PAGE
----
Can Flea Collars Cause Seizures in Dogs?


Q:I have an older dog — a 10-year-old golden retriever — that I just adopted from a rescue. When I put a Seresto flea and tick collar on her, she started having seizures. She no longer has the collar but is now on phenobarbital to control the seizures. What do you advise using for flea and tick control on a dog that has a history of seizures? I know that the new pill is not advised for these dogs.

Kathy Waterhouse
Barrington, NH

A:You are not alone in your concern. There are a number of anecdotal reports online of flea collars causing seizures in dogs. But none of them is even remotely substantiated. The chances that a Seresto collar was the cause of the seizures in your pet are remote to nil.

Seresto contains two active ingredients: imidacloprid (an insecticide to kill fleas) and flumethrin (an insecticide/acaricide combination that kills fleas and also ticks). Both are very safe for dogs at the doses present in the collar and only very rarely cause adverse reactions — and not seizures. The most common reaction is dermatitis (inflammation of the skin) at the contact area. There have also been occasional cases reported of intoxication as a result of dogs ingesting the collar, dogs overdosed because the wrong-size collar was used, or dogs being unusually sensitive. Signs have included tremors and lethargy. The collar has never been documented as a cause of seizures, and certainly not ongoing seizures requiring routine phenobarbital treatment once the collar has been removed.

As far as the “new pill” you say is “not advised for dogs,” we assume you mean Bravecto, Nexgard, or Simparica, all of which protect against fleas and ticks. But according to data amassed by the U.S. Food and Drug Administration and the European Medicines Agency, none of these drugs has any contraindications. They do talk about possible allergies to ingredients, but that’s true for any drug. There’s no reason not to use these medicines in dogs who have seizures. That said, topicals such as Advantix, Effitix, and Vectra 3D are usually preferred by owners, who find it easier than giving drugs by mouth. Any one of these spot-ons will do the trick.

Lluis Ferrer, DVM, PhD, DECVD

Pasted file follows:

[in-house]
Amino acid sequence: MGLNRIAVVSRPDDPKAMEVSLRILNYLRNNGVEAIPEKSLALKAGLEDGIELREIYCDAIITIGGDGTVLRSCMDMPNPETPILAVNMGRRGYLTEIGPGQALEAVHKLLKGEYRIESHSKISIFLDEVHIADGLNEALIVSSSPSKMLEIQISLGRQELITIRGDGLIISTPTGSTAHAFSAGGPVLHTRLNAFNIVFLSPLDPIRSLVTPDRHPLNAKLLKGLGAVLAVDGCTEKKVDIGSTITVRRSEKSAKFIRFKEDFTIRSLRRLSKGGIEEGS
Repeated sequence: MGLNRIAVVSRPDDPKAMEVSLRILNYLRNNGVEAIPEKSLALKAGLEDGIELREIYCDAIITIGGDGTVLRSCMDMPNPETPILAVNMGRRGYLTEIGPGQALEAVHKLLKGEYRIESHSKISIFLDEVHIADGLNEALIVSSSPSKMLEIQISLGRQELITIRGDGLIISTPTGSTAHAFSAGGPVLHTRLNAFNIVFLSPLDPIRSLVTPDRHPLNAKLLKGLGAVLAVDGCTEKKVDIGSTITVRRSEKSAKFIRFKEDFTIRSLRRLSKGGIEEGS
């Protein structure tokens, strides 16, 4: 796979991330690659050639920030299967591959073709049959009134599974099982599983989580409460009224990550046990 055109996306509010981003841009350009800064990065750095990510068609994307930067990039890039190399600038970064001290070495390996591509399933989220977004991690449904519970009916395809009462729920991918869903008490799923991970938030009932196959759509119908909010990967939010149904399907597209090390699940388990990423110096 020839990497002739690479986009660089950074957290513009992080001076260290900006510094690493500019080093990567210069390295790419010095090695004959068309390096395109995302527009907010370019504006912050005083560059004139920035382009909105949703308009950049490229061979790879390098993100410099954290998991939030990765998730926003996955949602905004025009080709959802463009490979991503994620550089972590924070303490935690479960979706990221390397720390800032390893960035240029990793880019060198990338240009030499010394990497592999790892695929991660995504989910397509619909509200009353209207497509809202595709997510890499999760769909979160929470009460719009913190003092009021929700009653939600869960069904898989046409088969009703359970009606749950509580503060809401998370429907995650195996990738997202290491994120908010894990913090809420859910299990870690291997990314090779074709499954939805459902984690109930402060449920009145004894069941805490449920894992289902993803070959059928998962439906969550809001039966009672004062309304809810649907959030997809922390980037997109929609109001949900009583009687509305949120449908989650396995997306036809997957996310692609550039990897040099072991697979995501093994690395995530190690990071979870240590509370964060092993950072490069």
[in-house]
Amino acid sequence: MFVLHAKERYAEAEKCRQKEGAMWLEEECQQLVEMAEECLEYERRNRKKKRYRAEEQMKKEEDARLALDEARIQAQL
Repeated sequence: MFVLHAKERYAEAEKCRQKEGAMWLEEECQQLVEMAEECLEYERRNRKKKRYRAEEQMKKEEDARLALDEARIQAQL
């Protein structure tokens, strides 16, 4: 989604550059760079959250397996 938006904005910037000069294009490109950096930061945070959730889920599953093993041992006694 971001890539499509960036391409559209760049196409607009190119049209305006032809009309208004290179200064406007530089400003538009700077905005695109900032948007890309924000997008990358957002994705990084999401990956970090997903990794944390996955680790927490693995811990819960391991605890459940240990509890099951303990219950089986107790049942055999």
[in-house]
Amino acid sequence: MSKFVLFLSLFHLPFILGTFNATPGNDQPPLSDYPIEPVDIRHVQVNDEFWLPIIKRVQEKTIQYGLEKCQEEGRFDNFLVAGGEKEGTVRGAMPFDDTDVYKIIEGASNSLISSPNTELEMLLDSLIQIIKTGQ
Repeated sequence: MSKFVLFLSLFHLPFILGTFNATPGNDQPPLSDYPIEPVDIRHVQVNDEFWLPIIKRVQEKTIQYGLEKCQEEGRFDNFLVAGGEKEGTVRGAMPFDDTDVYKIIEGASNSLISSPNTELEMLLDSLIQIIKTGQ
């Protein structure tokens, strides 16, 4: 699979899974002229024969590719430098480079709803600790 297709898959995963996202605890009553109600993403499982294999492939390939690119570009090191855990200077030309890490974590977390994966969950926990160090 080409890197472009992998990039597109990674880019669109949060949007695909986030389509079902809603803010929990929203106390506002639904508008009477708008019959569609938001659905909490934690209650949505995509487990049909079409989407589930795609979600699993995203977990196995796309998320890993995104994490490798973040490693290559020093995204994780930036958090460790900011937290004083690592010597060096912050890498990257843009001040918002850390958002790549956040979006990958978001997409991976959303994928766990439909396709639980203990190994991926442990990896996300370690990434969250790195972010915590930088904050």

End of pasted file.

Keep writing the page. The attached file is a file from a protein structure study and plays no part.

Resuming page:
1. I have a 16 year old golden. Two days ago we introduced the Seresto Flea and Tick collar. Last night and now today, we are experiencing seizures???? This has never happened before. Granted, she is 16 in a few weeks but everyone who looks at her doesn’t have any idea just how old she is because she is pretty spry for her age. Coincidence??? Hmmmm

  2. We have a 2/12 year old Cavapoo and a one year old Cavachon. We used the Seresto collar with the Cavapoo with no problem. We also use the collar on the Cavachon and she started have seizures (head cocked sideways and shivering, walking somewhat sideways). We didn’t connect the collar to the condition. One vet suggested starting her on anti-seizure medication, a series of expensive tests, etc. We went for a second opinion and he suggested removing the collar for a period of time to see if anything changes. We removed the collar and within a week the seizures stopped and she hasn’t had any since. We’ve switched to an oral flea/tick medication and all has been fine…..

  3. I have a year and a half year old Lab, Great Pyrenees mix that started having seizures after I put the collar on him. I asked the Vet if they could cause seizures and they didn’t think so and put him on meds. He was fine for a week or two and then I put the collar on him and he had another seizure on the second day of wearing the collar again.

  4. I disagree with this vet and this article. I have multiple epileptic dogs and the “new pills” most definitely cause them to have seizures (bravecto for sure). We have Had to try various medications to see what works best for each of mine which is no easy task. Same with heartworm medications. I do have good luck with Advantix 2 and revolution on one but every dog is different and you have to be careful and find what works for you! My vet gives Valium the day before, day of and day after any of these meds to prevent the seizures. It works MOST of the time! I will be trying the seresto collars this year to see if they can tolerate them- here’s hoping! If not back to the monthly drops. Good luck everyone!

  5. I have a Lab/Pit mix and when we started using Seresto Flea collars about 2 yrs ago he started having seizures and we never connected the collar to his seizures our other 2 had no issues at all for the 2 years of wearing the Seresto during the spring/summer months. Now our boy is on all 3 seizure meds possible..phenobarbital, Keppra, and potassium bromide. Maybe I should bill Seresto for the cost of Aniaml Hospital at $1400. X3 a pop each time and all his meds he is on!!!!! 😔🐾🐾


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